One of the fundamental assumptions of modern culture is that politics is dirty. All forms of contemporary media contain tropes that allocate a negative valence to the game of politics, and to those who choose to play it. It is no longer a radical worldview, nor a core tenet of a subculture; the dirtiness of politics is THE dominant mainstream conception. It didn’t used to be this way.
I’m not well-versed in ancient history, but I understand that in the Greece of antiquity participation in politics was seen as noble. I seem to remember the same being true of ancient Rome. I’m not sure about other ancient cultures, or societies during the Medieval era, but wayback when wasn’t it considered an individual’s duty to engage in the political arena? Wasn’t it a keystone of one’s everyday life? Not something to be sneered at. Not something to be avoided. Not something elder-figures were prepared to give their young ones a pass on.
Nowadays? The concept of “duty” is–understandably, in some cases–seen as a cheap tool of oppression and manipulation. For example: enlisting in the armed forces was never considered an option for me. I was a teenager when the Iraq war kicked off and even then, naive as I was, I could sense the wholesale erosion of trust in authority concerning “official” motives. Did I imagine myself able to pick up a gun, to give my own life, to take someone else’s life, all because of belief in the narrative the powers-at-be were peddling? No fucking way. (Also, I have terrible eyesight–the powers-at-be aren’t stupid enough to give me a firearm.)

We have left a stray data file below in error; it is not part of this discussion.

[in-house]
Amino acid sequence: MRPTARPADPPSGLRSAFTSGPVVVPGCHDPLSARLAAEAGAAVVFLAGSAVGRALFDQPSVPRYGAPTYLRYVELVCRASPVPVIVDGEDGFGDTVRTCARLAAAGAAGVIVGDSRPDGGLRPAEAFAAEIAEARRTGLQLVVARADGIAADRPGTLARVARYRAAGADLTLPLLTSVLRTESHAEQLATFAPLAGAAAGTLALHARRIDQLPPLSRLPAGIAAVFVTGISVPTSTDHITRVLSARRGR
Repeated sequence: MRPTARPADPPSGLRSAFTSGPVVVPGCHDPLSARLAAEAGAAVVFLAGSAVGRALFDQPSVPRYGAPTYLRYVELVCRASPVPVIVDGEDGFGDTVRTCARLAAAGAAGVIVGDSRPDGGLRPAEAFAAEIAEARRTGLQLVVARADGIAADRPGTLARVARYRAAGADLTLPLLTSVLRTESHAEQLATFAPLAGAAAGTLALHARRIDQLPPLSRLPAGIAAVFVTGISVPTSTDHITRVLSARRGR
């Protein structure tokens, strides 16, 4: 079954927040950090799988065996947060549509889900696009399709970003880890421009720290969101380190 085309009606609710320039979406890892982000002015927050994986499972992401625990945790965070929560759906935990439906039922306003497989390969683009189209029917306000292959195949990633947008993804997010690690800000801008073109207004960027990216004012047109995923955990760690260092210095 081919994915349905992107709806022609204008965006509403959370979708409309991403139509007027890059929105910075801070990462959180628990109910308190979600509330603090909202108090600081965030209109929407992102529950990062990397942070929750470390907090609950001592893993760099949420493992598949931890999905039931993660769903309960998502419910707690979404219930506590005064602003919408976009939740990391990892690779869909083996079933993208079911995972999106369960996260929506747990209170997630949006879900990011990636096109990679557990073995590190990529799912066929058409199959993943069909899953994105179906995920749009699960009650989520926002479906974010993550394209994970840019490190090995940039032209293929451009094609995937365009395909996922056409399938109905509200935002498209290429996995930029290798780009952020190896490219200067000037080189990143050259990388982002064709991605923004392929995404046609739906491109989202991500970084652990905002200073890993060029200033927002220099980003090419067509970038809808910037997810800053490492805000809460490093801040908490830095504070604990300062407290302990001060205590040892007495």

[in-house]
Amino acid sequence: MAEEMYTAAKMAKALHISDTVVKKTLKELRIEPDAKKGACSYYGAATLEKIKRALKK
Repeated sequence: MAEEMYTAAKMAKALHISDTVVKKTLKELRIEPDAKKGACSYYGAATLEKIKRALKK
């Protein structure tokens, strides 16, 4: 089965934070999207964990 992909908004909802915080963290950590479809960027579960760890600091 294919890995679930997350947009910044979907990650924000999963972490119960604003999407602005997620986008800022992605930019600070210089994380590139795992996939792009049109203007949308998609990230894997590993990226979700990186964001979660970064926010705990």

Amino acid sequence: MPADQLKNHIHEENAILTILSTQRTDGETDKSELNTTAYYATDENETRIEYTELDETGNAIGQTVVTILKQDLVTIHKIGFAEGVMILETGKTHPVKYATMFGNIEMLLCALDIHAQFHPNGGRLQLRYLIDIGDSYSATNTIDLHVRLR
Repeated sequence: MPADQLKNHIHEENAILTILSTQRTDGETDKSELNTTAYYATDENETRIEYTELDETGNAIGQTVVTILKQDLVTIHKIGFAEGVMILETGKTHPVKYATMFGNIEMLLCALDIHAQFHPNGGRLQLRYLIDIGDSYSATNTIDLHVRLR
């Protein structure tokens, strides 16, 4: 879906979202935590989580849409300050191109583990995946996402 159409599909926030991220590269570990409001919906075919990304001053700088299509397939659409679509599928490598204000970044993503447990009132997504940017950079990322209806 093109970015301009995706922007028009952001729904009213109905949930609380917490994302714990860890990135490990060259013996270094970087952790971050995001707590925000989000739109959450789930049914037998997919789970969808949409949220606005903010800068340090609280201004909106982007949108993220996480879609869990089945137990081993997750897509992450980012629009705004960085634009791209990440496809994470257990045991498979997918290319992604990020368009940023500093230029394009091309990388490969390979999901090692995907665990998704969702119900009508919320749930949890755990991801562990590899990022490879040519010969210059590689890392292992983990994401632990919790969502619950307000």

As well the mass culture-swerve way from the concept of duty, there is the fact that most normal people are too busy surviving to attempt to disperse the immense FUD-cloud surrounding politics. Local, regional, national or international: understanding what the fuck has happened, is happening and can happen is something that can quickly become a full-time job. And those amateurs that, regardless, still try are fighting a losing battle because they have less resources than the pros. These politically engaged amateurs also risk alienating those around them. Their relentless politicking is treated like the worst of social faux pas.
At this point, I haven’t even mentioned the asymmetry around political engagement. For a “normal” person to attend a protest, for example, they have to interrupt their daily life, which potentially means less food on the table for them and their family. Maternity leave is an established right. Paternity leave now is in many places. But political leave? Days off to protest and vote and just be present at important political moments in space and time? Nope. Pros don’t face the same obstacle: they are being paid to come up with ways to subvert the will of the polis they claim to serve (chief of which seems to be releasing so much noise into our info-environment that we have no fucking clue where the signal is…).